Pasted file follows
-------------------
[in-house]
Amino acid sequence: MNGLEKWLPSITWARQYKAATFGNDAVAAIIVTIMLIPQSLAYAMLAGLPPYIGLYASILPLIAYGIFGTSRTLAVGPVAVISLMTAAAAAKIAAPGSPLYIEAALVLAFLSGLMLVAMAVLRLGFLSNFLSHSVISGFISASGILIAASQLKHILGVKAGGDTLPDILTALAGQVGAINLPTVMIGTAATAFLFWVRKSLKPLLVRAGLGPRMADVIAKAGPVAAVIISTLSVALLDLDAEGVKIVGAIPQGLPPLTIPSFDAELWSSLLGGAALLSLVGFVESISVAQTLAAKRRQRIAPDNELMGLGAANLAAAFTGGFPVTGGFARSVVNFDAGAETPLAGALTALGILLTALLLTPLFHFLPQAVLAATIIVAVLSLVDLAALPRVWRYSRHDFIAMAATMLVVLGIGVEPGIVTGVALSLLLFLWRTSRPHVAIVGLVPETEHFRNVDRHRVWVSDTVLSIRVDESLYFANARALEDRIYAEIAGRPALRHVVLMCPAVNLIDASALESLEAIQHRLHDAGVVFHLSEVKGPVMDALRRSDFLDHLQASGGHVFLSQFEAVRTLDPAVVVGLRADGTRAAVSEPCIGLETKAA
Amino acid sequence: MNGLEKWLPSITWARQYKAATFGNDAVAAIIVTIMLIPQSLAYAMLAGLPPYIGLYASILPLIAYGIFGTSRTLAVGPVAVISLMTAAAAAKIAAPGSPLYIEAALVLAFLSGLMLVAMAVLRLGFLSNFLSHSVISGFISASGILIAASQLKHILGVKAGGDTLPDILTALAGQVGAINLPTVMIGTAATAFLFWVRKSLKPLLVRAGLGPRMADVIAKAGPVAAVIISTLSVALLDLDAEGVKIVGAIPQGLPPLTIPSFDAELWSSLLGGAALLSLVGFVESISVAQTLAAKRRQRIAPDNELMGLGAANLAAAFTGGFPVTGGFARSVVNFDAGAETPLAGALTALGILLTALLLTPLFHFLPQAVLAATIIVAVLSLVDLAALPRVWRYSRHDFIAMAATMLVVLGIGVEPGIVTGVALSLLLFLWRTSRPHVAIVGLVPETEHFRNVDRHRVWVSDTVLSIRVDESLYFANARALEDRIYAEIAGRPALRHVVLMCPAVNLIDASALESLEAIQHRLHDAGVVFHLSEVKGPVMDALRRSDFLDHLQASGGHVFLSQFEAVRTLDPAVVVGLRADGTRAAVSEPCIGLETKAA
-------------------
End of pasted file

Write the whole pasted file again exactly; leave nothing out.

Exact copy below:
[in-house]
Amino acid sequence: MNGLEKWLPSITWARQYKAATFGNDAVAAIIVTIMLIPQSLAYAMLAGLPPYIGLYASILPLIAYGIFGTSRTLAVGPVAVISLMTAAAAAKIAAPGSPLYIEAALVLAFLSGLMLVAMAVLRLGFLSNFLSHSVISGFISASGILIAASQLKHILGVKAGGDTLPDILTALAGQVGAINLPTVMIGTAATAFLFWVRKSLKPLLVRAGLGPRMADVIAKAGPVAAVIISTLSVALLDLDAEGVKIVGAIPQGLPPLTIPSFDAELWSSLLGGAALLSLVGFVESISVAQTLAAKRRQRIAPDNELMGLGAANLAAAFTGGFPVTGGFARSVVNFDAGAETPLAGALTALGILLTALLLTPLFHFLPQAVLAATIIVAVLSLVDLAALPRVWRYSRHDFIAMAATMLVVLGIGVEPGIVTGVALSLLLFLWRTSRPHVAIVGLVPETEHFRNVDRHRVWVSDTVLSIRVDESLYFANARALEDRIYAEIAGRPALRHVVLMCPAVNLIDASALESLEAIQHRLHDAGVVFHLSEVKGPVMDALRRSDFLDHLQASGGHVFLSQFEAVRTLDPAVVVGLRADGTRAAVSEPCIGLETKAA
Amino acid sequence: MNGLEKWLPSITWARQYKAATFGNDAVAAIIVTIMLIPQSLAYAMLAGLPPYIGLYASILPLIAYGIFGTSRTLAVGPVAVISLMTAAAAAKIAAPGSPLYIEAALVLAFLSGLMLVAMAVLRLGFLSNFLSHSVISGFISASGILIAASQLKHILGVKAGGDTLPDILTALAGQVGAINLPTVMIGTAATAFLFWVRKSLKPLLVRAGLGPRMADVIAKAGPVAAVIISTLSVALLDLDAEGVKIVGAIPQGLPPLTIPSFDAELWSSLLGGAALLSLVGFVESISVAQTLAAKRRQRIAPDNELMGLGAANLAAAFTGGFPVTGGFARSVVNFDAGAETPLAGALTALGILLTALLLTPLFHFLPQAVLAATIIVAVLSLVDLAALPRVWRYSRHDFIAMAATMLVVLGIGVEPGIVTGVALSLLLFLWRTSRPHVAIVGLVPETEHFRNVDRHRVWVSDTVLSIRVDESLYFANARALEDRIYAEIAGRPALRHVVLMCPAVNLIDASALESLEAIQHRLHDAGVVFHLSEVKGPVMDALRRSDFLDHLQASGGHVFLSQFEAVRTLDPAVVVGLRADGTRAAVSEPCIGLETKAA